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Mount Breitenbach

Lehmi + Lost River Range, Idaho

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Mount Breitenbach

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  • Mount Borah from the summit of Mount Breitenbach.- Mount Breitenbach
  • Mount Donaldson and Mount Church from Breitenbach.- Mount Breitenbach
  • Looking to the east from the summit.- Mount Breitenbach
  • The view east from the summit ridge.- Mount Breitenbach
  • Rugged terrain in the Lost River Range.- Mount Breitenbach
  • Dry creek from the summit ridge.- Mount Breitenbach
  • Endless scree in Pete Creek.- Mount Breitenbach
  • Leatherman Peak and Mount Idaho from the summit of Mount Breitenbach.- Mount Breitenbach
  • Mount Borah from Mount Breitenbach.- Mount Breitenbach
  • Lost River Peak from the summit of Mount Breitenbach.- Mount Breitenbach
  • Lost River Peak from Pete Creek.- Mount Breitenbach
  • Panoroama looking to the north from the summit of Mount Breitenbach. Five of the 7 peaks over 12,000 feet in the Lost River Range are visible.- Mount Breitenbach
  • Borah from the summit.- Mount Breitenbach
  • Looking up Pete Creek in the morning.- Mount Breitenbach
  • Midway up Pete Creek.- Mount Breitenbach
  • Pete Creek- Mount Breitenbach
  • Pete Creek- Mount Breitenbach
  • Looking down Pete Creek from the ridge.- Mount Breitenbach
  • Endless scree below the ridge.- Mount Breitenbach
  • Rugged terrain on the summit ridge.- Mount Breitenbach
  • Walking along the narrow summit ridge.- Mount Breitenbach
  • There is a rock glacier below all the scree.- Mount Breitenbach
  • The rugged south wall of Pete Creek- Mount Breitenbach
  • Walking through the scree.- Mount Breitenbach
  • Looking to the north towards the summit along the ridge.- Mount Breitenbach
  • The summit of Breitenbach- Mount Breitenbach
  • Nearing Breitenbach's summit.- Mount Breitenbach
  • A snowmelt waterfall in upper Pete Creek.- Mount Breitenbach
  • The waterfall in upper Pete Creek.- Mount Breitenbach
Overview + Weather
Pros: 
Solitude. Big views. High elevation.
Cons: 
Scree. Bushwhacking. Little shade.
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Region:
Lehmi + Lost River Range, ID
Access: 
Vehicle
Climbing:
Non-technical rock
Congestion: 
Low
Pets allowed: 
Yes
Site characteristics: Drinking water: 
Unfrozen water
Recommended Equipment:
Helmets, Ice axe / crampons
Highest point: 
12,140.00 ft (3,700.27 m)
Alpine climbing NCCS rating: 
Grade I
Year round: 
Yes
Parking Pass: 
None
Permit required: 
No
Preferable Season(s):
Spring, Summer, Fall
Primary aspect: 
West facing
Total Distance: 
9.50 mi (15.29 km)
Total elevation gain: 
4,740.00 ft (1,444.75 m)
Trailhead Elevation: 
7,400.00 ft (2,255.52 m)
Typically multi-day: 
No
Current Local Weather:
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Adventure Description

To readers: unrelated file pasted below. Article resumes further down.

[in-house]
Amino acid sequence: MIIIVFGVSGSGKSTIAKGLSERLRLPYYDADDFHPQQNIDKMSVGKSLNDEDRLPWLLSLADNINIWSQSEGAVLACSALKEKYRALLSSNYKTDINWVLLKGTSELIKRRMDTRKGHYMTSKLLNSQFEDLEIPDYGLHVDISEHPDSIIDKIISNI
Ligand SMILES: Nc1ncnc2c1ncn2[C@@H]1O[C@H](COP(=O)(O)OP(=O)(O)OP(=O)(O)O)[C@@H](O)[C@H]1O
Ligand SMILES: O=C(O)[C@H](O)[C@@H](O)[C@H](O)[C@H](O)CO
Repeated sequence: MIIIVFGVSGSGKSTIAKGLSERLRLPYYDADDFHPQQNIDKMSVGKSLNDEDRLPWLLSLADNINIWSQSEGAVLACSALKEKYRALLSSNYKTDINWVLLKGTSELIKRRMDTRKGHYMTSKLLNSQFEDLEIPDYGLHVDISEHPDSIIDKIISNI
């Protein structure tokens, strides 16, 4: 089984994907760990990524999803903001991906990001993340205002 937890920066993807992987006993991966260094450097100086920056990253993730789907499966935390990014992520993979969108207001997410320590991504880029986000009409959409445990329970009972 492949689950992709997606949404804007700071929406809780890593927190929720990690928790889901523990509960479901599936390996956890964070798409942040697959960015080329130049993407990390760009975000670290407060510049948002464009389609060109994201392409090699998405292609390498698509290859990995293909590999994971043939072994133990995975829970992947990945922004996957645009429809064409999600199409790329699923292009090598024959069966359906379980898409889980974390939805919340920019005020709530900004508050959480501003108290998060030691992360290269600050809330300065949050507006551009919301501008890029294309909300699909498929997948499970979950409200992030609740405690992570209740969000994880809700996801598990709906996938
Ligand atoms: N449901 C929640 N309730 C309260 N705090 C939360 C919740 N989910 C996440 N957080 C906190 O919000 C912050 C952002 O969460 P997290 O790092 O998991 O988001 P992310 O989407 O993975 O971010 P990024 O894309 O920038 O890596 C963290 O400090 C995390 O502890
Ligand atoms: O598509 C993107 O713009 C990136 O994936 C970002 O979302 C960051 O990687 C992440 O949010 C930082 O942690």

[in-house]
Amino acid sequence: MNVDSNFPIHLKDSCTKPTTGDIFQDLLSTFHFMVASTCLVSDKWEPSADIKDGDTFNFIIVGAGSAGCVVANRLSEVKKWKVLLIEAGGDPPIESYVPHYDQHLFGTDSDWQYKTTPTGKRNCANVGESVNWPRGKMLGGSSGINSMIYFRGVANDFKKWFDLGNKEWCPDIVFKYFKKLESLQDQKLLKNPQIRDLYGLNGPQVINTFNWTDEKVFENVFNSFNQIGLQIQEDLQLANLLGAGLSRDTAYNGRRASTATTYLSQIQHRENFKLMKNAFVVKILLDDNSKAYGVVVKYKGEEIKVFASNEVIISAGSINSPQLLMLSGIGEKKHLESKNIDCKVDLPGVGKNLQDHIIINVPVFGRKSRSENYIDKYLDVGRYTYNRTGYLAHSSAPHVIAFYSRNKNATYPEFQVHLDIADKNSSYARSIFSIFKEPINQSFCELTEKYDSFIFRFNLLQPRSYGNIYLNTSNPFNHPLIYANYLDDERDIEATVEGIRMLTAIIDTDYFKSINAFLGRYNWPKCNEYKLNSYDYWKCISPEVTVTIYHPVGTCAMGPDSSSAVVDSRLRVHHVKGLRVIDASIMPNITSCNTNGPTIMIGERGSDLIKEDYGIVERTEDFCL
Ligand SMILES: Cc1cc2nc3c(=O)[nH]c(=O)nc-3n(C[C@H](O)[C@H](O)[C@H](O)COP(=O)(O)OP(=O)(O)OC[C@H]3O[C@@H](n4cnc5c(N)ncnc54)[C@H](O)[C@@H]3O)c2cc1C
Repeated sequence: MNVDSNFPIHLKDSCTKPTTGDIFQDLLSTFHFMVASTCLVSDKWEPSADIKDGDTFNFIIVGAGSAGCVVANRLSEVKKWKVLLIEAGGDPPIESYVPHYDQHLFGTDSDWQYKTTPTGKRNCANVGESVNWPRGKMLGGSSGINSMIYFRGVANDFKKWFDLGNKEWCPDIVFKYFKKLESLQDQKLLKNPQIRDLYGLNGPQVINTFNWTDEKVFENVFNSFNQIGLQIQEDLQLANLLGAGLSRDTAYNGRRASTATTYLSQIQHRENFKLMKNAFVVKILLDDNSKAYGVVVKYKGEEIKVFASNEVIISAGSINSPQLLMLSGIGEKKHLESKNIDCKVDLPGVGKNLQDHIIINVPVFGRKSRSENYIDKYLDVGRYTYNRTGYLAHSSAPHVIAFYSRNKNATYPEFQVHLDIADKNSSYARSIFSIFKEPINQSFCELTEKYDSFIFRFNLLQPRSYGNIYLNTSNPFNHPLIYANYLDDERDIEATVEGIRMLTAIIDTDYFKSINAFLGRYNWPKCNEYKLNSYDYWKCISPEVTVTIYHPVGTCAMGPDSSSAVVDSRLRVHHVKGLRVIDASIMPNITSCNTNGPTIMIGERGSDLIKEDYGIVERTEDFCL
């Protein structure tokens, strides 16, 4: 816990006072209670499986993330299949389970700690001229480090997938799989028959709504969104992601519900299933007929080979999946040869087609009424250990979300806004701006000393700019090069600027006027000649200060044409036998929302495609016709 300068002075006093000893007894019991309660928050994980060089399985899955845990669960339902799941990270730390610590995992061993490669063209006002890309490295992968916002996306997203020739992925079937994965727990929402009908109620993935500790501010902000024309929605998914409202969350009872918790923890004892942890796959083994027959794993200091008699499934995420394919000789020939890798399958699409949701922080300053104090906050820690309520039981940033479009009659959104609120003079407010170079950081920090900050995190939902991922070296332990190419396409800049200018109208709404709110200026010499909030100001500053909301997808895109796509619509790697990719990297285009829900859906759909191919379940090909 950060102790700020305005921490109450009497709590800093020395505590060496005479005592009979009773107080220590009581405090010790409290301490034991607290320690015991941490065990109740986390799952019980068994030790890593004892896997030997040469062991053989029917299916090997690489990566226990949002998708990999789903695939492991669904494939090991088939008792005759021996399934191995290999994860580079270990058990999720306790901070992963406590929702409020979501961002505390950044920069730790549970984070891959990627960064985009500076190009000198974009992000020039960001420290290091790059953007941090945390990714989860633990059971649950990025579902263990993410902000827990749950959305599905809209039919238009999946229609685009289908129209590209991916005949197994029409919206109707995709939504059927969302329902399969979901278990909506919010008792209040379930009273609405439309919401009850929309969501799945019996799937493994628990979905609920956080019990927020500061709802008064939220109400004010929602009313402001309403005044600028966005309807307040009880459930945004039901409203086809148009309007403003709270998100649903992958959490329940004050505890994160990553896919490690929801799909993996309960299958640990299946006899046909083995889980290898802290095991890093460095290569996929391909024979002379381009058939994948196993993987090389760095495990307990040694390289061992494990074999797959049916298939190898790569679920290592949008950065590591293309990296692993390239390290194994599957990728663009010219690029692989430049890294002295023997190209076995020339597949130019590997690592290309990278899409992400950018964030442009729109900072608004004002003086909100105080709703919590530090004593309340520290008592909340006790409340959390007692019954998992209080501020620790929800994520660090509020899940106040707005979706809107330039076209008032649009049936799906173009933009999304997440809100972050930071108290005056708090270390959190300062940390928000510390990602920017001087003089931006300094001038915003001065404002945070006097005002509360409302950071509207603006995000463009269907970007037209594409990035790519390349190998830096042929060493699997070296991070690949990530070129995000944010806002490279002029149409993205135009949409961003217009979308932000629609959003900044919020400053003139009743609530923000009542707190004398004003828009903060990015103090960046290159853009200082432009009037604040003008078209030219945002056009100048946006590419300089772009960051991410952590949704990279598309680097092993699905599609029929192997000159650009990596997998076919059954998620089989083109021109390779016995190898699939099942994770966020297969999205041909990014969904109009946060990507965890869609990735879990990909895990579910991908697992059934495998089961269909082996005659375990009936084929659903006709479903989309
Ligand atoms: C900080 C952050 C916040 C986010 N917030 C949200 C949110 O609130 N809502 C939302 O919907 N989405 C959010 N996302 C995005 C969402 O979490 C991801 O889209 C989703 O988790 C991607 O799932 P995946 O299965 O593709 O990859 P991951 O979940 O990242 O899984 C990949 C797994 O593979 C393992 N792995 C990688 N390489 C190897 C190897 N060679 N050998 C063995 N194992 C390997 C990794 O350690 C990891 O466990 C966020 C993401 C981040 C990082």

Adventure Description

Sponsored Contributor

Mount Breitenbach is one of Idaho's nine 12,000-foot peaks, and at 12,140 feet, it is the fifth highest peak in the state. Because of it's status as a 12er, it sees more traffic than it probably would otherwise; however, compared to many other peaks it is still lightly visited. From the summit of Mount Breitenbach, all of the other 12ers in the state are visible, including the six other 12ers in the Lost River Range.

This mountain is generally rated as a class 3 YDS climb, but there is very little actual scrambling involved. However, there are places with a lot of exposure along the summit ridge, so it would probably be more like a 2+. What climbing Breitenbach does involve is a lot of off-trail travel through a rough canyon and then miles of hiking through open scree. The scree is surprisingly solid, which makes the ascent easier but the descent much harder on the knees. At the upper end of the enormous scree field is a snowmelt waterfall cascading off the rocks above. Where the water hits the scree it disappears under a sheet of ice, revealing that the scree is just covering a perennial snowfield, (possibly a rock glacier). The upper reaches of the mountain involve a breathtaking ridgewalk to the summit with some exposure on both sides in places.

The mountain is accessed via Pete Creek on the western side of the Lost River Range. Pete Creek is a short but steep drainage with an intermittent stream. While water is usually found at some point along the hike, do not count on it and come prepared to bring your own for the entire way. Climbing in the spring and early summer make it much more likely water will be found. Pete Creek is very rough and has no trail. There is a lot of downed timber, rocky terrain, and some bushwhacking.

Mount Breitenbach has been climbed in the winter and makes for a great winter or spring ski outing. Once the upper slopes of Breitenbach are covered with snow, there are very few obstacles standing in the way of an epic ski descent. However, do not understimate the mountain. Avalanche potential can still be very high, and it would be advisable to bring and ice axe, crampons, and a helmet on a winter ascent.

Mount Breitenbach is named for Jake Breitenbach, an Idahoan that was killed on the 1963 American expedition to Mount Everest.

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(9 within a 30 mile radius)

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